As I stare out of the train window, watching the neatly-spaced Dutch farms flash past, I spot a faint rainbow on the horizon. Make no mistake, during this time of year the weather is miserable. But thanks to El Nino (or the weather gods), the Dutch have had a ‘light’ winter so far, meaning that once every few days you can actually see the sun. My attention is drawn to the rainbow: it is unlike the rainbows we get in South Africa. There they appear after a thunderstorm, shiny and brilliant, connecting one side of the horizon with the other, and signalling the arrival of fine weather. This one, instead, sits low and distant. It signals the coming of rain.
Trains are wonderful for thinking, and I’m thinking about the year that’s been. One thing is certain: 2015 won’t be a year we are likely to forget. Globally, the Syrian war had far-reaching geopolitical repercussions: hundreds-of-thousands of refugees are still streaming into Lebanon and Turkey with a few thousand lucky ones ending in Sweden or Germany or Canada; the continued emergence of radical terrorist organisations resulted in the tragic events of Garissa, Kenya (148 students), of Sousse, Tunisia (38 people), of Paris, France (130 people), to name a few; the near-Grexit and the shift towards a more fragmented Europe; the rise of xenophobia and, most recently, Islamophobia, notably in that country most famous for freedom and opportunity. Russia and Brazil’s economies are tanking: the expected GDP growth per capita of both these countries is -3.8%. The world at the moment, it seems, is fragile.
But my thoughts are mostly with my own country. I don’t think many would disagree that 2015 was one of the most tumultuous years South Africa has had as a democracy. Yes, in 1998 interest rates moved upwards of 20% following the Asian crisis. The Rand collapsed after 9/11. In 2008 we experienced country-wide xenophobic attacks. We’ve had periods of extended strikes, notably after the 2010 World Cup and again in 2014. And 41 mine workers were killed by police at Marikana in 2012.
But 2015 felt more intense: the EFF was forcibly removed from parliament in February; in April, at least seven foreign nationals were killed in violent xenophobic attacks, and the firing of Finance Minister Nene in early December sent the Rand into uncharted territory. But the major events of 2015 emerged from an unlikely source: the leafy, calm campuses of some of South Africa’s best universities. Rhodes fell. Verwoerd was moved. Students, angered by the slow transformation of university infrastructure, curricula, and personnel, staged sit-ins, occupied public spaces, toppled statues, renamed buildings, and ultimately halted the sharp increases in student fees that had become the norm.
But these protests did more than just halt fee increases: they gave rise to a movement for social change that moved beyond party politics. They empowered rather than disempowered. They weren’t exclusively black, although they did – and continue to – confront the notion of white privilege. In truth, it is a conversation we should have had a long time ago but which, perhaps, needed the frankness of a new generation.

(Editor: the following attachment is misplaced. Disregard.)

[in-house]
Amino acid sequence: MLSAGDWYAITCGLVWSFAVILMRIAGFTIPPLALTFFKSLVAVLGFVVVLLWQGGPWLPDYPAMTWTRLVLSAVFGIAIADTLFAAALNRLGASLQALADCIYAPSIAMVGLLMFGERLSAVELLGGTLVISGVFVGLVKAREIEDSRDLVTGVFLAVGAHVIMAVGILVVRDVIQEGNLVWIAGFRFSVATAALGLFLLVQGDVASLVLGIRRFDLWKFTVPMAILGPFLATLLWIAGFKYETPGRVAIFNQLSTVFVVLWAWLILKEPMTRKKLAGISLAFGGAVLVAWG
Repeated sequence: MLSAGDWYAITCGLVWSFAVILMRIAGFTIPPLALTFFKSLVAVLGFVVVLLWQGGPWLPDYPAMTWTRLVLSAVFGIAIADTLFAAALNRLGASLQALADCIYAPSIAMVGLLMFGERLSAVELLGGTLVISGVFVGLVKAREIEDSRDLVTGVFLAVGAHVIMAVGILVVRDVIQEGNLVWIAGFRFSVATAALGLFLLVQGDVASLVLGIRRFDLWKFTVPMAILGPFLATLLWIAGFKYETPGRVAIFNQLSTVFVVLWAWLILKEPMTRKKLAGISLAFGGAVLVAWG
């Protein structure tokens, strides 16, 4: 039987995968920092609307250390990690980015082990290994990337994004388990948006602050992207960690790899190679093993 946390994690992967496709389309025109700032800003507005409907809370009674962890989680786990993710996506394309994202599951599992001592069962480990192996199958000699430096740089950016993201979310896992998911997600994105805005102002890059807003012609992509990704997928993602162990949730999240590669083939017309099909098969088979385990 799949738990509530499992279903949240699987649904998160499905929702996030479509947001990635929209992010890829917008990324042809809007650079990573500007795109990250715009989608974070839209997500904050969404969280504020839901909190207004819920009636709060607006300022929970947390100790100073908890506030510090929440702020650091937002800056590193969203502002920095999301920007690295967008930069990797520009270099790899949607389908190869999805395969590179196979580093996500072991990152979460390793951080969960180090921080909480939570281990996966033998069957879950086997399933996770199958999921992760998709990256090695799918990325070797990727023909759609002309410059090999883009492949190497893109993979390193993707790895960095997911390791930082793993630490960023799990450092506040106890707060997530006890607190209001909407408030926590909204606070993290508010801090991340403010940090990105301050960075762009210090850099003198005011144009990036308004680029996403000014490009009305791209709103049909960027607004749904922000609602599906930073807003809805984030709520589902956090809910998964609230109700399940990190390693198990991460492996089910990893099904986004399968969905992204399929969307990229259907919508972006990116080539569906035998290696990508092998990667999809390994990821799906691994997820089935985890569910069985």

As I reflect on my own conversations with colleagues and students, one thing stands out quite prominently: the rise of female leadership. Of course, there had been female political leaders before: both the mayor of Cape Town and the premier of the Western Cape are female, for example, and Angela Merkel, Chancellor of Germany, won Time’s prestigious Person of the Year award. But across South African campuses, women leaders rose to the fore. Their influence, I suspect, is a major reason the movement remained non-violent, even in the most testing times of police brutality.
My thoughts continue to return to a conversation I had with one such student leader earlier this year. We spoke about Stellenbosch and the difficulty of black students to call it home, when she remarked: ‘Johan, we don’t live in a world of rainbows and fairies. The Rainbow Nation is dead.’ I wanted to appeal, but had no immediate response. She had made her point.
I think about what has happened since that conversation: to Rhodes, to Verwoerd, to Blade, to Zuma. There is no doubt that the Rainbow Nation my generation envisaged has not materialised. (No matter how hard I try, though, I cannot let go of the euphoria I feel when thinking of the young, promising country, for me best memorialized in this (an inevitable sport) moment. Just watch the last seven minutes.)
But let’s not dismiss the idea of a Rainbow Nation entirely. There’s been an awakening. The rainbows and fairies may be gone, but the inclusive and passionate student movements of 2015, to me at least, suggest a different kind of rainbow. One that is less shiny and brilliant. One that is not entirely complete. One that signals the coming of the rain.
And in a country scorched, rain is exactly what we need.
*This is my 42nd and final post of 2015. During the last 12 months, more than 100 000 unique visitors arrived here. As always, I have to thank my lovely wife Helanya for her patience and proofreading skills. Because of the success of the blog, I’ve been offered a contract to write a monthly column for Rapport (in Afrikaans) and Finweek (in English) in 2016, a challenge I look forward to. Do have a blessed festive season. Travel safely. Rest.
And, finally, if you’re worried about the global economy, look at it this way: Ethiopia, India, the DRC, China and Bangladesh are predicted to grow at more than 5% in 2015. They are unlikely to slow down significantly next year. Together, they comprise 41% of the world’s population. That is still improvement on unprecedented scale. We’ll be all right.